graduation caps in the air loading

How Sickle Cell Complications Delayed My Studies

I'm super excited that I get to share my story here with you.

Growing up in denial

As a kid, I was made to believe that people living with sickle cell disorder are always sick, in pain, and in the hospital.

It was difficult seeing myself as someone living with the disorder. You can say I grew up in denial. This is because I didn't have many crises. I didn't have any hospital admissions.

I learned from personal experience that sickle cell affects everyone living with it differently. And many people do not understand this. They compare one sickle cell warrior with another.

More than pain or hospital visits

Sickle cell is more than the hospital visits.

It is a full package that comes with different complications. One complication that I've been dealt with and that delayed me is avascular necrosis.

Avascular necrosis

One question I get so often when I mention avascular necrosis is: "What is avascular necrosis?"

Avascular necrosis is a sickle cell complication associated with the death of the bone tissues due to blood shortage. Basically, it occurs when the sickled red blood cell blocks bone tissues and prevents blood from getting there, thereby causing the bone to die.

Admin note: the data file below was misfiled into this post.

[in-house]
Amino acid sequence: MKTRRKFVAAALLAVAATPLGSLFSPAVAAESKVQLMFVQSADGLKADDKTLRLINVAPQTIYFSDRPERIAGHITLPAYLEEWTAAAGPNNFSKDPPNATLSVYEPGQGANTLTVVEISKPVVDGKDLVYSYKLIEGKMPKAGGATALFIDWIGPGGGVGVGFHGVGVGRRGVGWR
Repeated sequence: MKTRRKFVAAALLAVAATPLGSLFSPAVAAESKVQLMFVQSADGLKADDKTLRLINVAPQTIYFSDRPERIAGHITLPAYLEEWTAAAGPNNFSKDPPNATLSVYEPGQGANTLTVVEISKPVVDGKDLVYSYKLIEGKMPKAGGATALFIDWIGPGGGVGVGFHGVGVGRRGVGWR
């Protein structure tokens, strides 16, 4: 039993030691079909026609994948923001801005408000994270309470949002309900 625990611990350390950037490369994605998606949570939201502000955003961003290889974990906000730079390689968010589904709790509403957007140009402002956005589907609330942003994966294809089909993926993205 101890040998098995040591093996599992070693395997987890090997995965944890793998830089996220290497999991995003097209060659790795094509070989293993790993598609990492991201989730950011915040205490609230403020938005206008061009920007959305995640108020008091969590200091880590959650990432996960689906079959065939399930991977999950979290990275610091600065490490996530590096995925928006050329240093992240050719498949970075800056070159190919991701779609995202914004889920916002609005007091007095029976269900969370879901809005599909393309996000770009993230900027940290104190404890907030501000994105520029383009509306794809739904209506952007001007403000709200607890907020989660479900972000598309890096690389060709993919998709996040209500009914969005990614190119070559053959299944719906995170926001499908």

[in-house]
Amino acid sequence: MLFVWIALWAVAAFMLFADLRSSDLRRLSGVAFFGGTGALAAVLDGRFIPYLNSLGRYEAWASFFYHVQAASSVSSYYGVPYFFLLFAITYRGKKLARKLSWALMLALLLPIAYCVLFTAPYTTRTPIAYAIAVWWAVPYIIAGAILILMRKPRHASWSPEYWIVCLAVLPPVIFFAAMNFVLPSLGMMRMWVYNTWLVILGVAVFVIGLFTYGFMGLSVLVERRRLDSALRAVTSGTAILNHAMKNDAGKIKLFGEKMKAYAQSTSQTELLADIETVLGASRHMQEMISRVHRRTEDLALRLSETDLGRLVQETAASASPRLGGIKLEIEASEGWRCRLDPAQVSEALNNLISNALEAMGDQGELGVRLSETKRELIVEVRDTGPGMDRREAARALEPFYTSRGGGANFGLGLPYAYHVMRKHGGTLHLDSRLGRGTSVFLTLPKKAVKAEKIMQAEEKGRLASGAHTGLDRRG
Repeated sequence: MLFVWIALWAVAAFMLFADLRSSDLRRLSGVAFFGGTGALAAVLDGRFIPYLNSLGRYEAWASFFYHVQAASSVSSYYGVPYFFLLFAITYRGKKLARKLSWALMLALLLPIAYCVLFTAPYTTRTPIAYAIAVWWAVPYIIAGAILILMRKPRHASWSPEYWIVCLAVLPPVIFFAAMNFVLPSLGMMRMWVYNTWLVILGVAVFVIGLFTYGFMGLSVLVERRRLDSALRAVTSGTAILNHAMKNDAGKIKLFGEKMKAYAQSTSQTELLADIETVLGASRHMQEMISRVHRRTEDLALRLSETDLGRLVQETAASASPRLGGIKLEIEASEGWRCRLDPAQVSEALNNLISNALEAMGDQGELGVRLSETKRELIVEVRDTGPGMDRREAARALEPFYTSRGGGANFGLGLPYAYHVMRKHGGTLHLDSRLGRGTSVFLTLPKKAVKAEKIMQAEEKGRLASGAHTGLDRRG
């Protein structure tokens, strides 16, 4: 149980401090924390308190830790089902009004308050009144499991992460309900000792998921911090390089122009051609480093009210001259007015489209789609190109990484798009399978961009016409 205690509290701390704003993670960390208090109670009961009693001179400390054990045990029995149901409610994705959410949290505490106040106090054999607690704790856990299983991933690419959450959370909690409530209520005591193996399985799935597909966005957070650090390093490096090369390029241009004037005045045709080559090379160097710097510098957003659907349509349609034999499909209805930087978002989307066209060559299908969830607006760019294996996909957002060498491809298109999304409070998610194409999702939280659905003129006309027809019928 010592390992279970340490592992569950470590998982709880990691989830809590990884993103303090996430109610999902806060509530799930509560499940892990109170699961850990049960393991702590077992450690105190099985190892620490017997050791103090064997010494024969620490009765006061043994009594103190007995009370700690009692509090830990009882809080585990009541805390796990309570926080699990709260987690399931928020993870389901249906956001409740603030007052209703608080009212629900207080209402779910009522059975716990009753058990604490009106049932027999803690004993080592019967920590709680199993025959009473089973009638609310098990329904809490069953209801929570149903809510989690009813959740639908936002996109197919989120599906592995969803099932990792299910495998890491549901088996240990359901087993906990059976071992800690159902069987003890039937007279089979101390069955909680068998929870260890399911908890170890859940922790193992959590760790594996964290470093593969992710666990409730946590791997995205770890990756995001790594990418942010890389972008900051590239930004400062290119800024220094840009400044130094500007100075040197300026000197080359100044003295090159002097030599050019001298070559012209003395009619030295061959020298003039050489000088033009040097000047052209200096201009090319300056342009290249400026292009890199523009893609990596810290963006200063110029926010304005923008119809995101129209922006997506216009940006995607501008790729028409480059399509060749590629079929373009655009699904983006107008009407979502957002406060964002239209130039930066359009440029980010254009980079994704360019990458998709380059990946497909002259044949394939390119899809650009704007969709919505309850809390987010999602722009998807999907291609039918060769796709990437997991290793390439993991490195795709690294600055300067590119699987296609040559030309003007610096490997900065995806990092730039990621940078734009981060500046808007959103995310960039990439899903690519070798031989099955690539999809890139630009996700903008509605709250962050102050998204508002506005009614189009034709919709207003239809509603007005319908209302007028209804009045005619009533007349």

Attending university with sickle cell

I had a crisis in 2016 (which is like the only crisis I have had in a decade) that got me admitted for days. About five months after the crisis, I started feeling pain in my left hip.

At this stage of my life, I was in my second year at the university.

At first, I thought it was pain that would go after some days so I didn't bother attending to it. Slowly, the pain grew worse and everyone around me became worried.

Getting diagnosed

That was when my journey to getting diagnosed with avascular necrosis started. I started by going to the school health center where I was told to do an x-ray. After the x-ray, my doctor said nothing was found in the hip.

Later, I learned that avascular necrosis does not appear in an x-ray in its early stages. I guess the doctors did not know this because they kept giving me pain relief and asked me to do another x-ray.

My hip started degenerating and became worse, it finally showed in an x-ray. By this time, the degeneration was already in stage 4 and my grades in school were already suffering.

The pain got worse and I was advised to start using a walking aid. The thought of using a walking aid at nineteen was tough to handle and I almost lost myself. I became sad, lost interest in things including school.

Finding support

Fortunately, I got support especially from friends in sickle cell support groups and family members so I didn't lose myself.

By the time I returned to school, my grades were too low. I was supposed to be in my final year but I had to take another course and start all over. It was either I start all over or risk being withdrawn by the school.

Physical pain can impact your mental health

I tell people, sickle cell is not just about physical pain. There is a lot the physical pain can do to your mental health and in turn, affect your life.

So, there you have it. Thank you for reading this far. Till next time.

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